Into The Abyss Film Review

German documentary film-maker Werner Herzog [Grizzly Man and his most recent documentary on cave art in France, The Cave Of Forgotten Dreams] takes on a macabre American Gothic-esque tale of death and life. It is equal parts Capote’s In Cold Blood and an expose on the no-less-grisly underside of capital punishment. A particularly timely movie in light of the recent Troy Davis execution in Georgia, Into The Abyss turns the lens on a triple homicide case in Conroe, Texas. Teenagers at the time of the crime, the movie centers on Michael Perry and Jason Burkett ten years later—Burkett is sentenced to life in prison and Michael Perry is facing execution.

While documentaries are inherently “biased” in that they present a position, Herzog’s approach is fresh and interesting. The focus is not on the issue of guilt or innocence—as such, it is not a who-done-it crime procedural. There is no confusion on Herzog’s personal opposition to the death penalty, but as an interviewer, he has an uncanny way of educing visceral, evocative, and unexpectedly eloquent responses from his subjects. For example, when he asks how “something feels,” rather than drawing bafflement, he elicits trenchant answers such as when he asks Jason Burkett’s wife to describe what his hand feels like over hers or how it felt for Jason’s father to be chained next to his son or when he asks the prison chaplain to “please describe an encounter with a squirrel.” His interviewing style, at worst is a bit unsettling, but for the most part, is surprisingly disarming. Into The Abyss makes copious use of police video of the crime scene, as well as footage of what the execution room looks like, grimly named “The Death House.” The interviews with the surrounding characters are what really offer some truly unique perspectives and pack an emotional punch. The segment with Jason Burkett’s father, who himself is serving a prison sentence, is especially poignant. His plea to the court at the sentencing to “please do not kill my son” is a stark and haiku-like encapsulation of just what capital punishment means at its most uncomplicated—taking away a human life.The segment with Fred Allen, a captain in the Death House unit, who after unstrapping his 125th prisoner from the gurney could not bring himself to do it one more time is especially powerful in its insider perspective on the “process.” His conviction that “no one has a right to take a human life,” is cogent in the context of seeing the damage his work did to him and his transformation from a man simply committed to “carrying out the law in a professional manner” to one who could not physically or emotionally continue to do it.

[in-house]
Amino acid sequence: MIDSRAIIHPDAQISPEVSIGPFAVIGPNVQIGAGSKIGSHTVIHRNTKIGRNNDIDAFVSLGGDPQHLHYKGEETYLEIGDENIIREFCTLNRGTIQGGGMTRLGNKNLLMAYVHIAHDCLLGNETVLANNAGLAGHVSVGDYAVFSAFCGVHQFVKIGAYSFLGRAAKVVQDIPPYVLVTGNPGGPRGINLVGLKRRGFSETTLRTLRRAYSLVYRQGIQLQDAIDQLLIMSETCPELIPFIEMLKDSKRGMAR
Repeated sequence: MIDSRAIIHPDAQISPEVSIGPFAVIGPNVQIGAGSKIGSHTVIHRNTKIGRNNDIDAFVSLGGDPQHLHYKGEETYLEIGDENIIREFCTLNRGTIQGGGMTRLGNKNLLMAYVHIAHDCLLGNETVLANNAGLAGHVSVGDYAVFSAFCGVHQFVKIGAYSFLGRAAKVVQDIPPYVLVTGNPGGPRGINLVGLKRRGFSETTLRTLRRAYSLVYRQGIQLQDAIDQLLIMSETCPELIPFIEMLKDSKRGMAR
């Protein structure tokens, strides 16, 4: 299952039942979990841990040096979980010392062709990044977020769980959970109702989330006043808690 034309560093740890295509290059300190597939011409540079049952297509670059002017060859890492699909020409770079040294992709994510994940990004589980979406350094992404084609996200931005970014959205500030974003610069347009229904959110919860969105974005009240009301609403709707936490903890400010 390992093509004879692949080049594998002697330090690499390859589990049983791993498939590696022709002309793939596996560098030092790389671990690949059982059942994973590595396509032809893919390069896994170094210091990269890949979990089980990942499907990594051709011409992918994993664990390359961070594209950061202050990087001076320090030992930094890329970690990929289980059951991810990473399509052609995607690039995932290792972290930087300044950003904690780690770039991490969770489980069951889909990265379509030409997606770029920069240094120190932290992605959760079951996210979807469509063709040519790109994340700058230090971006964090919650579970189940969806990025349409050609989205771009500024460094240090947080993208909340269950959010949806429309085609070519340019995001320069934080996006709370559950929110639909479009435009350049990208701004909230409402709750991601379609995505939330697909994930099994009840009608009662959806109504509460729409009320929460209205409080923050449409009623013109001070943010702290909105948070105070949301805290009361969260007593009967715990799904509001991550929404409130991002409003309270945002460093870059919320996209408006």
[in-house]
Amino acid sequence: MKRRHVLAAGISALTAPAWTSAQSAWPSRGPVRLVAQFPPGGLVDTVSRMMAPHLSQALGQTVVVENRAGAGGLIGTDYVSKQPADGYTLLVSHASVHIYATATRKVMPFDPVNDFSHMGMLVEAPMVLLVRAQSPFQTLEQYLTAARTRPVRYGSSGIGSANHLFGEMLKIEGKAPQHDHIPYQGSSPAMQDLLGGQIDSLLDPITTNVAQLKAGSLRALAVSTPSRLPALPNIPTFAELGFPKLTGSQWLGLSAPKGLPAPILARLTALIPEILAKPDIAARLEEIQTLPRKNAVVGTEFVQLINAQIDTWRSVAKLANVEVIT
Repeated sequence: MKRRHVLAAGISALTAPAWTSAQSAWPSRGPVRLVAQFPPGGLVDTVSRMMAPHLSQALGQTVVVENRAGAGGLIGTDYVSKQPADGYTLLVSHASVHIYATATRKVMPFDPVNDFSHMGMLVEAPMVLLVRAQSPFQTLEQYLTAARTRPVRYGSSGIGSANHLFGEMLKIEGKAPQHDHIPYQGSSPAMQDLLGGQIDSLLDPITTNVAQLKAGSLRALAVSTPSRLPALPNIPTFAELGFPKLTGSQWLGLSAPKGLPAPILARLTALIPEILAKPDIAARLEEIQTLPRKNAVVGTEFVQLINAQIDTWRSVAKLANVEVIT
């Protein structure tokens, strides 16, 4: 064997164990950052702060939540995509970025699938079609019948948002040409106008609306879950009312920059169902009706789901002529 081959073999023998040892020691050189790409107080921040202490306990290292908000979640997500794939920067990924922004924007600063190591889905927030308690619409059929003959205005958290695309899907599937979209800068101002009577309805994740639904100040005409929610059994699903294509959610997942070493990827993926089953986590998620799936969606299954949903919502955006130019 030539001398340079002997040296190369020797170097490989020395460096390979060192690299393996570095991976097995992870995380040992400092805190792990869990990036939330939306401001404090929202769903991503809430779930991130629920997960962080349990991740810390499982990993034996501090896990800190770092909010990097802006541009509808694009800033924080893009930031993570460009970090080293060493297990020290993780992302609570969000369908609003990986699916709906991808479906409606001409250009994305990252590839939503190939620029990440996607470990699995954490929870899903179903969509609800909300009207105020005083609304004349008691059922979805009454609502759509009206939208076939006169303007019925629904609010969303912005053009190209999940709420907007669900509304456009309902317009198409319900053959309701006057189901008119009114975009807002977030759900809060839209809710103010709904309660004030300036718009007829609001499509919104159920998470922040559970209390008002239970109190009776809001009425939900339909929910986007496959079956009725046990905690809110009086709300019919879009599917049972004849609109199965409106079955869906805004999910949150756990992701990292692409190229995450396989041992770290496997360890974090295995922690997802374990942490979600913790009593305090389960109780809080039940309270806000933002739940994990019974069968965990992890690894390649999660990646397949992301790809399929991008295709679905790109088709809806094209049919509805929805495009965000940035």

Into The Abyss also does an excellent job of portraying the milieu of violence that haunts the small Texas town, appropriately entitled the “dark side of Conroe.” As such, it also reminds the audience that capital punishment is meted out to people of different backgrounds. It’s a bleak reality—generations of families in prison, rampant violence, struggling working class, gated communities…Jason Burkett’s father, serving a sentence himself, blames himself, explaining how his son never had a chance. When he describes the moment when they were handcuffed together in the same prison bus, he heartbreakingly narrates that he felt like a “total failure as a father, being there with my baby son. Doesn’t get any lower than that.”
The film’s pacing seems reflective of the complexity of the thorny issue of crime and punishment, yet steers clear of dogmatic asides, opting to simply present things as they are. The daughter of the one of the victims describes that she was shocked to see that Michael Perry was “just a boy” and not the monster she had imagined him to be, yet she feels like a weight is lifted off her shoulders when he is executed—her words are a small example of just how slippery the idea of retribution and, even more so, justice is.

Into The Abyss does a tremendous job of humanizing such a broad, firebrand issue as the death penalty. It manages to steer clear of normative polemics or moralizing, instead opting for a subtle view into what it actually feels to take away a life.

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